expense ratio (ER): a mutual fund management company naturally has expenses, such as: paying analysts and traders, operating a web site, paying folks to answer the phone and address your questions, bills to the printing company to generate monthly statements, postage to mail those statements to you, the rent in the buildings they work in, the electric bill, and so on and so forth. the ER is expressed in a percentage, and is deducted from your account annually but in a manner that is mostly transparent to you. you simply see it as a reduction in your gains (or correspondingly an increase in your losses).
above i have summarized the three main expenses associated with a mutual fund. sales charges (aka loads), 12b1 fees, and the annual ER. note that the 12b1 is generally rolled into the ER so it may not appear as a discrete expense.
let me get to the crux of the above. mutual fund costs matter to you -- they reduce your initial investment, and annualyl reduce your gains. one important aspect of investing is to keep others' hands out of your pockets. the securities industry is full of folks engaged in a brutal, zero-sum game to transfer money from clients (the you's and me's of the world) to themselves. you need to be aware of this and vigilant about defending against it.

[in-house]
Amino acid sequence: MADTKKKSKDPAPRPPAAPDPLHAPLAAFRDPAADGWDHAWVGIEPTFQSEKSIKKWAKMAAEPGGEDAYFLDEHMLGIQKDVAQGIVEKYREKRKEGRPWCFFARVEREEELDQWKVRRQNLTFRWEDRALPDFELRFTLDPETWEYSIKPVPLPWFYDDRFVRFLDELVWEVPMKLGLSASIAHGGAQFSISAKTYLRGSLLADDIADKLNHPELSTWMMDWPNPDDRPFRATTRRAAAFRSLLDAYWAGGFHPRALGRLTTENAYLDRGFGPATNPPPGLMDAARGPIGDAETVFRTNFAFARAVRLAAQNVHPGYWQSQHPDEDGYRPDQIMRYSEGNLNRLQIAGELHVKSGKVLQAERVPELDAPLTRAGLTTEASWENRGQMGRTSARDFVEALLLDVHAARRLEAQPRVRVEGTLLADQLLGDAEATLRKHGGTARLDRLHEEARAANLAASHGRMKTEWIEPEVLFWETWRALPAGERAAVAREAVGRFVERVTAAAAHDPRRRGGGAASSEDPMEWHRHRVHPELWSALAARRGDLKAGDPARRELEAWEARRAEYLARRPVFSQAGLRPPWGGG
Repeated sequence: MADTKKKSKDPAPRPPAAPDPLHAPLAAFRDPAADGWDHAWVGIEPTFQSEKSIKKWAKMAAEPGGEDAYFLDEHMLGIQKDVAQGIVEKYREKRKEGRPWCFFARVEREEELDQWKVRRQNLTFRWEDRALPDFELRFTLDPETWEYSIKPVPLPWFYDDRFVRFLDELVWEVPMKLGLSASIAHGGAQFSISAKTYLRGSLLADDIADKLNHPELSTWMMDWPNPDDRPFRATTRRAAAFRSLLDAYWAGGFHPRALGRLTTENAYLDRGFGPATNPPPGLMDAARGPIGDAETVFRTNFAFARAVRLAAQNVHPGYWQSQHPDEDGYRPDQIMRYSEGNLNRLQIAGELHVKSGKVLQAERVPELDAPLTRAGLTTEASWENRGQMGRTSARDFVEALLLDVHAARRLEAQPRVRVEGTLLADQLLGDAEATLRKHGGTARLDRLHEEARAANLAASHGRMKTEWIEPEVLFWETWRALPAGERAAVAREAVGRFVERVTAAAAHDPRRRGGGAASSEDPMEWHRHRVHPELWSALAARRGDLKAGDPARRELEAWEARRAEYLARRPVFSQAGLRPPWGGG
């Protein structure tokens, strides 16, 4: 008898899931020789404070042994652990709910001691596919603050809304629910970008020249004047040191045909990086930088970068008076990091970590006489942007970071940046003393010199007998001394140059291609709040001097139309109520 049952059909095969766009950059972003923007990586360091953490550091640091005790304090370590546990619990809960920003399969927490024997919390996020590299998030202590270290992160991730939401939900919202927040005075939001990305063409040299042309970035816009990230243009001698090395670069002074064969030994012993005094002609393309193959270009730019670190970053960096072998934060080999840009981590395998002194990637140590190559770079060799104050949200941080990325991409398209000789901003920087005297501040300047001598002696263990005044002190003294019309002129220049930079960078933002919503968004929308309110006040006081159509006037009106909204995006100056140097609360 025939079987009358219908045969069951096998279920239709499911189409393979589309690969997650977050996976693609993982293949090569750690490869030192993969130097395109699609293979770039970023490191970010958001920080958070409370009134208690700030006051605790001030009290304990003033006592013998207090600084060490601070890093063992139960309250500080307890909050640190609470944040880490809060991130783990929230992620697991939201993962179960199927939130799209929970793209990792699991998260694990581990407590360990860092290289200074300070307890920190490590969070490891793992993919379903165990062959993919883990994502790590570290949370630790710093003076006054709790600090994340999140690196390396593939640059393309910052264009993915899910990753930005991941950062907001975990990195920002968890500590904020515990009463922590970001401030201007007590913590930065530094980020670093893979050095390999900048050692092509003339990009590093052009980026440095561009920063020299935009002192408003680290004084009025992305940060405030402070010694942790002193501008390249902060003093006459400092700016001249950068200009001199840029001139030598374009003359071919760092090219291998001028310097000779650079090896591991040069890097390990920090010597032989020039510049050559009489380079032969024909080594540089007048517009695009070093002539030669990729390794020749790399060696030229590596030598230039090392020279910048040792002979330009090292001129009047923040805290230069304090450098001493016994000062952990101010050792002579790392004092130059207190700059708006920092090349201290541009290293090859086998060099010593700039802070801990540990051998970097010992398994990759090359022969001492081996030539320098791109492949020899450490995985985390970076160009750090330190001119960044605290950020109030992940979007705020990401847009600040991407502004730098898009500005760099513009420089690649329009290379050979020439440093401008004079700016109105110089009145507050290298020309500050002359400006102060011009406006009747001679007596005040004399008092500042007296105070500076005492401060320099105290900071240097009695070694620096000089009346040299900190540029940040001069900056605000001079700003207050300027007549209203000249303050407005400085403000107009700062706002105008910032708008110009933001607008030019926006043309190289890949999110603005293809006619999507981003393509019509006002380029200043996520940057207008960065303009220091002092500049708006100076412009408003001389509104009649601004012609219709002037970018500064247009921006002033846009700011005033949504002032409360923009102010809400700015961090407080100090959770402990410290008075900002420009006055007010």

in our society, we are taught that excellence costs money. the best doctors, the top baseball players, the nicest cars, the finest watches -- these all cost lots of money. in the securities industry, at the retail rung (again, you and me), it is backwards. don't let anyone convince you that by paying more you are getting more. it can be shown academically and via past history that paying your broker more nets you less. the trick here is that you have to learn a little bit for yourself.
there are thousands of excellent, no-load funds in the mutual fund universe. there is no reason whatsoever to buy a fund with any kind of sales load. in many case, an individual investor is sold the expense of the load by the broker who insists "this is the price you have to pay to get into the game". this is hogwash, as is a broker's stipulation that a load fund will perform better than a no-load fund. read ANY modern mutual fund text and the author will demonstrate that over time, no-load funds outperform load funds.